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When should you lower your rent and get the property rented and when should you hold out and get the better rent.

To answer this question, I have put together a simple example that is loosely based on a unit that we currently manage.  The owner came to us wanting his unit rented immediately as he hasn’t been able to rent his unit on his own and the bills were growing.  He wanted $2500 per month to cover his mortgage, taxes and condo fees.  Until the unit is rented the owner was also paying the electrical bill.

With the right rent, we were sure we could rent the property in a month.   After some analysis we calculated the maximum rent for a comparable property in the area was $2300 and average rent was $2100.

After explaining how we got our rent amounts, the owner was firm on his rent of $2500.  Magnum has a policy to allow owners to select their own rent amount; all we do is recommend an amount.  I explained to the owner about what it really costs for every month of missed rents.  Here is how I explained it to the owner.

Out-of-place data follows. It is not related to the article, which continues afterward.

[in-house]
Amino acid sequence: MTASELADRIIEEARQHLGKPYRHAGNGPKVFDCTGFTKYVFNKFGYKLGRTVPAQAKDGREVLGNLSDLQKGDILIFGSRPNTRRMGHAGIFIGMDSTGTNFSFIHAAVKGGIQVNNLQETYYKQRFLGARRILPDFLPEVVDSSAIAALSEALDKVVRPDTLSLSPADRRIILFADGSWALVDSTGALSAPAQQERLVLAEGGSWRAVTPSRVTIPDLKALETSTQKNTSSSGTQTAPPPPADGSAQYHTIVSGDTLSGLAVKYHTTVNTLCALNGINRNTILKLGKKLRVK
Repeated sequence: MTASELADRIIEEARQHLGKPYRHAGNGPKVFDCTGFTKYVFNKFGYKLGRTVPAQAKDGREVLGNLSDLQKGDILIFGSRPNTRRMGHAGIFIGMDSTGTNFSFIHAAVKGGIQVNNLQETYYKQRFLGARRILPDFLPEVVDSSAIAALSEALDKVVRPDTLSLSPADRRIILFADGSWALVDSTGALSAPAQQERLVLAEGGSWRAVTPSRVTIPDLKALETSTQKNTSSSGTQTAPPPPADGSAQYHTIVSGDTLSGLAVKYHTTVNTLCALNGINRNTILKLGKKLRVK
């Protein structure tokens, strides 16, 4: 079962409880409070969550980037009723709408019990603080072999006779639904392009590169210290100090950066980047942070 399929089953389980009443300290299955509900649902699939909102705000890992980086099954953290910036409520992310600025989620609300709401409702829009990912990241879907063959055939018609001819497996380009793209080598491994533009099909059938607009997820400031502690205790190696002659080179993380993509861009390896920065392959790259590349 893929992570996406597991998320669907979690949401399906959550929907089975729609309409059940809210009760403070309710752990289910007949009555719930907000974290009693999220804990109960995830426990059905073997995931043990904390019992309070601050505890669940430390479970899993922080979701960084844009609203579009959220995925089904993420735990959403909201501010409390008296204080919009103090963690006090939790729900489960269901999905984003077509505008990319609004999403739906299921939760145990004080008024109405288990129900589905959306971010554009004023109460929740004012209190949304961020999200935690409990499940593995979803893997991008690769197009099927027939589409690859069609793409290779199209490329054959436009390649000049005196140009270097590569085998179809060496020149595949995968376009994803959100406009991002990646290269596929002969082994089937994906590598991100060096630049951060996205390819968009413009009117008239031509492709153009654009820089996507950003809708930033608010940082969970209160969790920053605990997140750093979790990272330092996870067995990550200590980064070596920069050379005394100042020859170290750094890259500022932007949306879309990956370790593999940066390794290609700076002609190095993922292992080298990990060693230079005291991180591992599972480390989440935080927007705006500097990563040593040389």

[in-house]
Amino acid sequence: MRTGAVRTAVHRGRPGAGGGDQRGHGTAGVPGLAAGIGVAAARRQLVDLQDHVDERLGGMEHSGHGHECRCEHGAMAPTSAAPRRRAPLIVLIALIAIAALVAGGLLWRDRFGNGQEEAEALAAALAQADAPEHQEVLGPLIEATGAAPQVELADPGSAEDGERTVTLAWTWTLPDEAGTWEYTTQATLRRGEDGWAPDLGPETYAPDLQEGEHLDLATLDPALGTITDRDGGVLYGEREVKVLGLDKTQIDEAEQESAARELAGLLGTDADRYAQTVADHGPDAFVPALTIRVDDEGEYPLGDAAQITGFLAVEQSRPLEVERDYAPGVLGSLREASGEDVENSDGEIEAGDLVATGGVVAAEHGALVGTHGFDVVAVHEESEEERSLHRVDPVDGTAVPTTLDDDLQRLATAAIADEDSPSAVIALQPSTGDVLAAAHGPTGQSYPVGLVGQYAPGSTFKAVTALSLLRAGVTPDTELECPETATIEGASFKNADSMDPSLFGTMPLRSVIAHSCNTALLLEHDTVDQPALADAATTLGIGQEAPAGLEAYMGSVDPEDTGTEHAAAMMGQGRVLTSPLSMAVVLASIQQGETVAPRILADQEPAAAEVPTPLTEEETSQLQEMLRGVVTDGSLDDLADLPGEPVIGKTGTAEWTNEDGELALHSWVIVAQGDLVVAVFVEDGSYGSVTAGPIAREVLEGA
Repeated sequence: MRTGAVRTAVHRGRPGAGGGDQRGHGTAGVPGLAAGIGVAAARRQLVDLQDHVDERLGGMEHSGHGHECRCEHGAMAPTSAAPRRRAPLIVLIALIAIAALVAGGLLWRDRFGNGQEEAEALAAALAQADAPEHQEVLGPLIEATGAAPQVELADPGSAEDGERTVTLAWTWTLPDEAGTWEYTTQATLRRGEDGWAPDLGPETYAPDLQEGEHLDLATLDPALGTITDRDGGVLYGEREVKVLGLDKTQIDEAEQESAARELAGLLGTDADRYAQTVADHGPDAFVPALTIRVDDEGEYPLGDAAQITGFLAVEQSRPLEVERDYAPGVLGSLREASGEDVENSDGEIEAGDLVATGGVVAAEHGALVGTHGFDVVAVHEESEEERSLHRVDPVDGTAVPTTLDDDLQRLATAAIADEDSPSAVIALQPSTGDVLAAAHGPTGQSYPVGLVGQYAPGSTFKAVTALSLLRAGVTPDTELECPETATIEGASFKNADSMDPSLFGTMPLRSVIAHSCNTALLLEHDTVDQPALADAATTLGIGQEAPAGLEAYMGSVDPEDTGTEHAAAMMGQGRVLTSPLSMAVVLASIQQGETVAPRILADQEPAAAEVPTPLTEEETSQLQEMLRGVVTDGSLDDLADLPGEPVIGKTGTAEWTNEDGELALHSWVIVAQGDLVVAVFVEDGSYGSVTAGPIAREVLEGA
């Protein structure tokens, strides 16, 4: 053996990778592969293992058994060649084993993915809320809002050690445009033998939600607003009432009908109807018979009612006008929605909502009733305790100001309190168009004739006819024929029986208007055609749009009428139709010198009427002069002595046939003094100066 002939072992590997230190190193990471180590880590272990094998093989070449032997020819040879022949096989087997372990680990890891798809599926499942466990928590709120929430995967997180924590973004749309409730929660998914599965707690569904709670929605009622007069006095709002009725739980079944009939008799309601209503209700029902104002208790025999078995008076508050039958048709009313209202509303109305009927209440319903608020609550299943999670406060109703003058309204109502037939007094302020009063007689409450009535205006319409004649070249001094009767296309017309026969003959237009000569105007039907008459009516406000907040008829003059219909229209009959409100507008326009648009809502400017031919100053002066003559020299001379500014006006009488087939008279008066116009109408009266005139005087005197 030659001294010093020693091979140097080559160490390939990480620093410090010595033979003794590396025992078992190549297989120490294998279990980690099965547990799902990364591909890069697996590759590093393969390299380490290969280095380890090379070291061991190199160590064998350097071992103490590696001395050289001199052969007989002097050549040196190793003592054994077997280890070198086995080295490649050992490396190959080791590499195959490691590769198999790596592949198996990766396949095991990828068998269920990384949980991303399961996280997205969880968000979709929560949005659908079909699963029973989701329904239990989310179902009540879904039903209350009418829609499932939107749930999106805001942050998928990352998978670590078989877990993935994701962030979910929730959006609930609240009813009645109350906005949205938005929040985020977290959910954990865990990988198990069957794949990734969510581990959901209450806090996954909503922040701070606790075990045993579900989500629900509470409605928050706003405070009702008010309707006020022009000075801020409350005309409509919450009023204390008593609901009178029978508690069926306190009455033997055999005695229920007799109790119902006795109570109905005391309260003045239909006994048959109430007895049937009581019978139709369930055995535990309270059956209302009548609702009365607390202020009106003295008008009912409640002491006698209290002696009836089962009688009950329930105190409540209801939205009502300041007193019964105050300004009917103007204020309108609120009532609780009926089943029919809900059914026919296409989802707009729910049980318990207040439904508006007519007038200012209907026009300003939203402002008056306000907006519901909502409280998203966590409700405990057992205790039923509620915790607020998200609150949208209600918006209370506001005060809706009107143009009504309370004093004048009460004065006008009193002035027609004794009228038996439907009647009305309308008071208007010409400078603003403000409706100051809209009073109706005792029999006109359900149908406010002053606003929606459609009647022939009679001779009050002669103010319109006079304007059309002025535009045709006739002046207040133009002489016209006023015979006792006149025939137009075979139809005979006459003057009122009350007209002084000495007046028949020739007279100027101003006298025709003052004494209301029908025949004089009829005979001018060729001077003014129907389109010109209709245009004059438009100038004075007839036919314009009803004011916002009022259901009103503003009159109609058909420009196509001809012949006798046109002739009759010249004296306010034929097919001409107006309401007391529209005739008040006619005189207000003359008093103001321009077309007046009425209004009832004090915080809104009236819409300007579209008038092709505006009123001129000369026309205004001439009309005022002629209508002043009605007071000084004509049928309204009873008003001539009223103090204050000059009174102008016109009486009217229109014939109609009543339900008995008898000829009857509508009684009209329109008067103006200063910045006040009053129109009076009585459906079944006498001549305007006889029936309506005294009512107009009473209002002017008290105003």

If we assume that we can rent the property for $2500, and the tenant signed a 12 month lease, if it takes one extra month to rent the property at $2500, you are $100 ahead compared to lowering the rents to $2300 and renting it in the first month.  This is good news.

$2300 x 13 months =       $29,900

$2500 x 12 months =       $30,000

Ahead                   $100

For a two month delay in renting, you are $2,200 less.

$2300 x 14 months =       $32,200

$2500 x 12 months =       $30,000

Behind                  -$2,200

For a three month delay in renting, you are $4,500 less.

$2300 x 15 months =       $34,500

$2500 x 12 months =       $30,000

Behind                  -$4,500

After missing three months you are even better off lowering your rent to $2,100.

$2100 x 15 months =       $31,500

$2500 x 12 months =       $30,000

Behind                  -$1,500

I haven’t taken in to account any vacancy costs like utilities and any property inspections required to keep the property insurance valid (most insurance requires inspection every 1 to 2 weeks, some policies are every 3 days).

Since most tenants with reasonable rent do stay longer than 12 months (Magnum averages over 3 ½ years) the owner is better off to get the tenant in on the first month, sign a 12 month term lease and increase the rent for the second year to $2400 or $2500 depending on what the market can handle.

After hearing all of this the owner agreed to lower the rent to the $2300 per month.  As with all good stories loosely based on the facts, this story ends with the property renting the first month and the owner being very happy with our services.

That’s the importance of market rent! If you would like us to complete a rental analysis on your property please contact us.

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